Sedatives used in pediatric imaging: comparison of IV pentobarbital with IV pentobarbital with midazolam added

K P Mason, D Zurakowski, V E Karian, L Connor, P J Fontaine, P E Burrows
AJR. American Journal of Roentgenology 2001, 177 (2): 427-30

OBJECTIVE: This study was designed to evaluate safety, efficacy, and success of adding IV midazolam to an established IV pentobarbital protocol for pediatric sedation for radiologic imaging. Outcomes included sedation and discharge times as well as adverse events

SUBJECTS AND METHODS: This prospective study compared two different sedation protocols developed by the radiology sedation committee and approved by the hospital sedation committee at our institution. Patients in the pentobarbital group received IV pentobarbital alone, and patients in the pentobarbital--midazolam group received a combination of IV pentobarbital and midazolam. A total of 1070 infants and children were enrolled, and sedation data were entered into a computer database and reviewed at bimonthly radiology sedation committee meetings for safety, efficacy, efficiency, failed sedations, and adverse outcomes.

RESULTS: Mean age distribution, sex, American Society of Anesthesiologists physical status classification, fasting status, weight, and types of examinations were similarly distributed between the two study groups. Analysis of variance indicated longer times were required to sedate and to discharge patients who had received pentobarbital--midazolam (p < 0.001 for both times), even after adjusting for differences in the patients' ages and weights. The pentobarbital--midazolam group required more time to be successfully sedated and more time to discharge from the recovery room. The rates of adverse events and failed sedations were similar for both groups.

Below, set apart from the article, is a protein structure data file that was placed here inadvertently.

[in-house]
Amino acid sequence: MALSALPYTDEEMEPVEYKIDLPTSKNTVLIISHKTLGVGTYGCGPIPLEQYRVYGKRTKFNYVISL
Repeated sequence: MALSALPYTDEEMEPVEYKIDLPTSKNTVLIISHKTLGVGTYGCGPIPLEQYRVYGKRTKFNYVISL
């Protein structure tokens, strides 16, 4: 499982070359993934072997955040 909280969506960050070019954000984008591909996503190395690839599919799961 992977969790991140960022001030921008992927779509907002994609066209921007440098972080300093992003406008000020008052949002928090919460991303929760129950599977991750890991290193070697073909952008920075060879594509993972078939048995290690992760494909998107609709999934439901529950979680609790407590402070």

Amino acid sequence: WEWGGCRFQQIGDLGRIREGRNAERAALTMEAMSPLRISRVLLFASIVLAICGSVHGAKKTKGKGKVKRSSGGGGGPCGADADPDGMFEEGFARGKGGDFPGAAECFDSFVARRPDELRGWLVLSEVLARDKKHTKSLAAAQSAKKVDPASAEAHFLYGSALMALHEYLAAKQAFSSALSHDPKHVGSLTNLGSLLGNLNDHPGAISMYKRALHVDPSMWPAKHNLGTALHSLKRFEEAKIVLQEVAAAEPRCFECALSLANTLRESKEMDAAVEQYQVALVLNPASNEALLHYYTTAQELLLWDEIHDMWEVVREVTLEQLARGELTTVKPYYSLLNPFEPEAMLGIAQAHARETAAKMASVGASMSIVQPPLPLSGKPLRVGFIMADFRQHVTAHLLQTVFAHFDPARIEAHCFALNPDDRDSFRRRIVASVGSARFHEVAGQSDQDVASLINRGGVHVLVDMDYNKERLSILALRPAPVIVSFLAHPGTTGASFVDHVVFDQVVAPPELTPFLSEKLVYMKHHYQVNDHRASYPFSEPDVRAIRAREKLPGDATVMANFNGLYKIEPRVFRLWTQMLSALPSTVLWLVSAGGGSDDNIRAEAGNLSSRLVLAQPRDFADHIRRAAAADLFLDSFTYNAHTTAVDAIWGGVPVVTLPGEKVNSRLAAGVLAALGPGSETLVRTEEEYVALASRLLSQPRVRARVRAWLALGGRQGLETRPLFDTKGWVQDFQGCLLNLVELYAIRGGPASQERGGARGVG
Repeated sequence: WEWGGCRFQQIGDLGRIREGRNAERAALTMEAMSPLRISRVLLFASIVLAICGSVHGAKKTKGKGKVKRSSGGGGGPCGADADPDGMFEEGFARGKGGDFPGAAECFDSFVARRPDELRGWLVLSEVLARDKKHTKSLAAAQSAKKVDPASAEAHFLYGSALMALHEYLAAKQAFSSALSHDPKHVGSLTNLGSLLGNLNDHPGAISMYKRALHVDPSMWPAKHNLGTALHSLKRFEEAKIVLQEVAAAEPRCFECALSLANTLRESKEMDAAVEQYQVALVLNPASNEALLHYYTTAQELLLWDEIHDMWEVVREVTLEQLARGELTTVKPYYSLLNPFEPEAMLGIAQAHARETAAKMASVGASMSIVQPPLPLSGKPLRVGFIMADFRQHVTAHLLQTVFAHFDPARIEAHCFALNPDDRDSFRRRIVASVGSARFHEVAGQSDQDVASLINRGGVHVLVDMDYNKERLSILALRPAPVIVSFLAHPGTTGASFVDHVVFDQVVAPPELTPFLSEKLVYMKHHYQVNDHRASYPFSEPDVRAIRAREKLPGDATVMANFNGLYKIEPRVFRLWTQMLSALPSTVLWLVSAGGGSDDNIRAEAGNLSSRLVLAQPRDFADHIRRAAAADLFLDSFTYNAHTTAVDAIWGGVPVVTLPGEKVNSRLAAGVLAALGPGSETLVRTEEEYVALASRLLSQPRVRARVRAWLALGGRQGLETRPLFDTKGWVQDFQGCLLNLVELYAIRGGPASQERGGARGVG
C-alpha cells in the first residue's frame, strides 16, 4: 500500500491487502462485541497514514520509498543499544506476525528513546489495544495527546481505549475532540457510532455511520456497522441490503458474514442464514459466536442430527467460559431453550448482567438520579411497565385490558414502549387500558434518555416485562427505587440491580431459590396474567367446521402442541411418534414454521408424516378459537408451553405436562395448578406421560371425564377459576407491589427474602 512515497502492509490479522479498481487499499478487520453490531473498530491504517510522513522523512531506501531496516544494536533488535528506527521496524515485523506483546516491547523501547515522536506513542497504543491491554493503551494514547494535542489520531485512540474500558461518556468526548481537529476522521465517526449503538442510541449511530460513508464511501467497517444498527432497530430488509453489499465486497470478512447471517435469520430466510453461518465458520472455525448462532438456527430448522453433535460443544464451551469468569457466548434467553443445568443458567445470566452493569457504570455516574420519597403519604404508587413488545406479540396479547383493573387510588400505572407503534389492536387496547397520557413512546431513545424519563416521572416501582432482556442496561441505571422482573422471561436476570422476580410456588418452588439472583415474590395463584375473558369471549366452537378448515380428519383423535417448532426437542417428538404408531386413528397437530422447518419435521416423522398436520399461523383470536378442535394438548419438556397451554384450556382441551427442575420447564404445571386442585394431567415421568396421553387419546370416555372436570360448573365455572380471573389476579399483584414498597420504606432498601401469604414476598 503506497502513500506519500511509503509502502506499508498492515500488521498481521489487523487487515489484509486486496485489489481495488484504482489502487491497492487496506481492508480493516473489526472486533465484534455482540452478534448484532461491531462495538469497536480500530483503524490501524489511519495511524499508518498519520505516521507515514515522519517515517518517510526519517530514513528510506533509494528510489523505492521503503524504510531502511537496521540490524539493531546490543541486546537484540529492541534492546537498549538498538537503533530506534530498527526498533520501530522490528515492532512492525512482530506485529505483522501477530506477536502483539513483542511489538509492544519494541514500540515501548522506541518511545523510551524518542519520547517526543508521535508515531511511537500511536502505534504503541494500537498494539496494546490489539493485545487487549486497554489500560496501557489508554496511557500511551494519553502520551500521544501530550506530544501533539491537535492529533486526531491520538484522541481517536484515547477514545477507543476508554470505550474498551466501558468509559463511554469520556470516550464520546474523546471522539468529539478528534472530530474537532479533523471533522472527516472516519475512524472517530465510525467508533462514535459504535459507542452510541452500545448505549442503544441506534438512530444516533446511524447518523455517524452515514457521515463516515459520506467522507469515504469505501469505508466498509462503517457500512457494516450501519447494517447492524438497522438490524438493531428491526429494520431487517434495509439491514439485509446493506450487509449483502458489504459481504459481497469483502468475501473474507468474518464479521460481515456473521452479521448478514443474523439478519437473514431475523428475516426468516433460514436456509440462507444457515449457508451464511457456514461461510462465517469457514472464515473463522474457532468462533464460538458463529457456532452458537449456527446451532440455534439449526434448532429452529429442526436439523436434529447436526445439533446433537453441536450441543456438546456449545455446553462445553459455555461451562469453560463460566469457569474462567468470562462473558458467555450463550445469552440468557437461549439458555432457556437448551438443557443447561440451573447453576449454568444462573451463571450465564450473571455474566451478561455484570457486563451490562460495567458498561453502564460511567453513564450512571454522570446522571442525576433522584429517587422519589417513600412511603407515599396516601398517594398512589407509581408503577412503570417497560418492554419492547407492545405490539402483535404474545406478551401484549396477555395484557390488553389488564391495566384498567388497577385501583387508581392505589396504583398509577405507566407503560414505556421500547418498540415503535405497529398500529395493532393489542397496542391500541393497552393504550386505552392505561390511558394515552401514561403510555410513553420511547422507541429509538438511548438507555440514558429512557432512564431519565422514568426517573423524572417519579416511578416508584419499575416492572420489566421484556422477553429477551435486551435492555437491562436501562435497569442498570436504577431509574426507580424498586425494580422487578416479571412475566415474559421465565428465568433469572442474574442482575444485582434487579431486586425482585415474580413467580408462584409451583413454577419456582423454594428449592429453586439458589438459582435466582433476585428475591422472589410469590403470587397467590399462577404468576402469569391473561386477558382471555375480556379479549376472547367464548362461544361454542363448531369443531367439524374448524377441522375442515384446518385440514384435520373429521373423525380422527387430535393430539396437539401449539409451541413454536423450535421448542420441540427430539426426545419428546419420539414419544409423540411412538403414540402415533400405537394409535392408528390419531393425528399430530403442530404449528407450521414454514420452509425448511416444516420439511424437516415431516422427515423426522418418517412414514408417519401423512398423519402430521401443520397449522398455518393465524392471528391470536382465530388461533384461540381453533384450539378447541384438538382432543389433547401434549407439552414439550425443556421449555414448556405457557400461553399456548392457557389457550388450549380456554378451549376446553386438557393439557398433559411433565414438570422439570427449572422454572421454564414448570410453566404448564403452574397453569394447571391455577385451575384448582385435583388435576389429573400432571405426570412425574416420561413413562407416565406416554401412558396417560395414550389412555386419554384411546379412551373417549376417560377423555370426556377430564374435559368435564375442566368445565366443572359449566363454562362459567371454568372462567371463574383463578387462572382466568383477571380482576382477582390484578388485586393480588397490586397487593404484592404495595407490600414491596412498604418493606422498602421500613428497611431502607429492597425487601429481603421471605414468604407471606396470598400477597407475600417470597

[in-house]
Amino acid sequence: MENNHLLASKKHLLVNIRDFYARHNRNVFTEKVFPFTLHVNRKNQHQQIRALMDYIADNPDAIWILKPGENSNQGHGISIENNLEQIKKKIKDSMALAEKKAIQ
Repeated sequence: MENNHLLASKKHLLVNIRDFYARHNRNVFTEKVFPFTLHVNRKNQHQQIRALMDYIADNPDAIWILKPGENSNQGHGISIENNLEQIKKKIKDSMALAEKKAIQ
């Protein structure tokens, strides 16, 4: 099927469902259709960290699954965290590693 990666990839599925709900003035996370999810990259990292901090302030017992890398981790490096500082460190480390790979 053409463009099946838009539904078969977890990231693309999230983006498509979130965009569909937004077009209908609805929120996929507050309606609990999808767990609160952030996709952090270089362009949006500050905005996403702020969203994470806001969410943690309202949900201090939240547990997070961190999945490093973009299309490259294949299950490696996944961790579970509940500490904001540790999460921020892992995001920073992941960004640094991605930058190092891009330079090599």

CONCLUSION: Midazolam does not have a beneficial effect on pentobarbital sedation and has no effect on the rate of adverse events. The prolonged time needed both to sedate and to discharge (timed from the initial dose of sedation) pediatric patients who have received midazolam should discourage physicians from combining it with pentobarbital for pediatric sedation.


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